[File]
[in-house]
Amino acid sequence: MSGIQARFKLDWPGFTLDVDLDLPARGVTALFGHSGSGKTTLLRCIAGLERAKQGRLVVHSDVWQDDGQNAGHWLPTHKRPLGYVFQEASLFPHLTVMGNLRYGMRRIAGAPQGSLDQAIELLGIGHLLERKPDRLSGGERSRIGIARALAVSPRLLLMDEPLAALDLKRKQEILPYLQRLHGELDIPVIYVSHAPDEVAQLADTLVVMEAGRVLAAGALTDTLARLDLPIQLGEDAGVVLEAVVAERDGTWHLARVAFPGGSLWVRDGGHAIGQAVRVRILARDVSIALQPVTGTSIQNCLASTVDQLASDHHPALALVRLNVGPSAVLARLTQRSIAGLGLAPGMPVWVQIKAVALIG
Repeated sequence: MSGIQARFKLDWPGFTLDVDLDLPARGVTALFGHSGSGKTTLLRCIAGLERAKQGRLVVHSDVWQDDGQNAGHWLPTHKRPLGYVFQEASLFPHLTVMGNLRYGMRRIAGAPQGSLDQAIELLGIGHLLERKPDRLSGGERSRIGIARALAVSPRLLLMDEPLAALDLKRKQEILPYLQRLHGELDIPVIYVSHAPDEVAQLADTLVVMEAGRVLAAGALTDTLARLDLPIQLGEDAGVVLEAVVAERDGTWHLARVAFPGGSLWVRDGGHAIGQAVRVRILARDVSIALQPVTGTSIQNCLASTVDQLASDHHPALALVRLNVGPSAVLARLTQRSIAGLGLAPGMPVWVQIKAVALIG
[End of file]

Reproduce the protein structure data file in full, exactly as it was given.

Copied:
[in-house]
Amino acid sequence: MSGIQARFKLDWPGFTLDVDLDLPARGVTALFGHSGSGKTTLLRCIAGLERAKQGRLVVHSDVWQDDGQNAGHWLPTHKRPLGYVFQEASLFPHLTVMGNLRYGMRRIAGAPQGSLDQAIELLGIGHLLERKPDRLSGGERSRIGIARALAVSPRLLLMDEPLAALDLKRKQEILPYLQRLHGELDIPVIYVSHAPDEVAQLADTLVVMEAGRVLAAGALTDTLARLDLPIQLGEDAGVVLEAVVAERDGTWHLARVAFPGGSLWVRDGGHAIGQAVRVRILARDVSIALQPVTGTSIQNCLASTVDQLASDHHPALALVRLNVGPSAVLARLTQRSIAGLGLAPGMPVWVQIKAVALIG
Repeated sequence: MSGIQARFKLDWPGFTLDVDLDLPARGVTALFGHSGSGKTTLLRCIAGLERAKQGRLVVHSDVWQDDGQNAGHWLPTHKRPLGYVFQEASLFPHLTVMGNLRYGMRRIAGAPQGSLDQAIELLGIGHLLERKPDRLSGGERSRIGIARALAVSPRLLLMDEPLAALDLKRKQEILPYLQRLHGELDIPVIYVSHAPDEVAQLADTLVVMEAGRVLAAGALTDTLARLDLPIQLGEDAGVVLEAVVAERDGTWHLARVAFPGGSLWVRDGGHAIGQAVRVRILARDVSIALQPVTGTSIQNCLASTVDQLASDHHPALALVRLNVGPSAVLARLTQRSIAGLGLAPGMPVWVQIKAVALIG